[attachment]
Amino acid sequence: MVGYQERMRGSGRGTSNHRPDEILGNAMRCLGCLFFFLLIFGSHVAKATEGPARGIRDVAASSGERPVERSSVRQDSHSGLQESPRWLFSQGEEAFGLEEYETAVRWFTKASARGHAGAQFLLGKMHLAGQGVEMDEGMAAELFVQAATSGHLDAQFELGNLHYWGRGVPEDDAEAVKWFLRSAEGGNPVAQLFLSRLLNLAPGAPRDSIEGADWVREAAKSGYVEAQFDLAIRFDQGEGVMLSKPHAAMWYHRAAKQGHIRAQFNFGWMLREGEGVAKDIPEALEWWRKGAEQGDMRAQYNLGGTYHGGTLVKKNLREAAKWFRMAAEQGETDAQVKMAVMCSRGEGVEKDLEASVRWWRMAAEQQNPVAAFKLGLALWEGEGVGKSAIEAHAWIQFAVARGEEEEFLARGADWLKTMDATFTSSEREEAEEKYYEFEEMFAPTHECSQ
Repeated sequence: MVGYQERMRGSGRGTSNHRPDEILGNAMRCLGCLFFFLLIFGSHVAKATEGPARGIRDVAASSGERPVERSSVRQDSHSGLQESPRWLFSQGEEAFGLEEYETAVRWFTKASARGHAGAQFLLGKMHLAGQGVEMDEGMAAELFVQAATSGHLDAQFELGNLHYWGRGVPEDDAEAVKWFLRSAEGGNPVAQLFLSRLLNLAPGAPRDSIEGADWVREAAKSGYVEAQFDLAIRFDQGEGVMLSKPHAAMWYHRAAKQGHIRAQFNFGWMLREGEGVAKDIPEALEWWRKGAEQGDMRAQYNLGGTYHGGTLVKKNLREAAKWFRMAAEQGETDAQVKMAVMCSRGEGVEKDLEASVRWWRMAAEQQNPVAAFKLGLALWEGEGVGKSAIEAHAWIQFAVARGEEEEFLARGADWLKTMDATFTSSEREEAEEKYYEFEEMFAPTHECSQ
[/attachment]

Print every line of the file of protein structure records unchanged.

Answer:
Amino acid sequence: MVGYQERMRGSGRGTSNHRPDEILGNAMRCLGCLFFFLLIFGSHVAKATEGPARGIRDVAASSGERPVERSSVRQDSHSGLQESPRWLFSQGEEAFGLEEYETAVRWFTKASARGHAGAQFLLGKMHLAGQGVEMDEGMAAELFVQAATSGHLDAQFELGNLHYWGRGVPEDDAEAVKWFLRSAEGGNPVAQLFLSRLLNLAPGAPRDSIEGADWVREAAKSGYVEAQFDLAIRFDQGEGVMLSKPHAAMWYHRAAKQGHIRAQFNFGWMLREGEGVAKDIPEALEWWRKGAEQGDMRAQYNLGGTYHGGTLVKKNLREAAKWFRMAAEQGETDAQVKMAVMCSRGEGVEKDLEASVRWWRMAAEQQNPVAAFKLGLALWEGEGVGKSAIEAHAWIQFAVARGEEEEFLARGADWLKTMDATFTSSEREEAEEKYYEFEEMFAPTHECSQ
Repeated sequence: MVGYQERMRGSGRGTSNHRPDEILGNAMRCLGCLFFFLLIFGSHVAKATEGPARGIRDVAASSGERPVERSSVRQDSHSGLQESPRWLFSQGEEAFGLEEYETAVRWFTKASARGHAGAQFLLGKMHLAGQGVEMDEGMAAELFVQAATSGHLDAQFELGNLHYWGRGVPEDDAEAVKWFLRSAEGGNPVAQLFLSRLLNLAPGAPRDSIEGADWVREAAKSGYVEAQFDLAIRFDQGEGVMLSKPHAAMWYHRAAKQGHIRAQFNFGWMLREGEGVAKDIPEALEWWRKGAEQGDMRAQYNLGGTYHGGTLVKKNLREAAKWFRMAAEQGETDAQVKMAVMCSRGEGVEKDLEASVRWWRMAAEQQNPVAAFKLGLALWEGEGVGKSAIEAHAWIQFAVARGEEEEFLARGADWLKTMDATFTSSEREEAEEKYYEFEEMFAPTHECSQ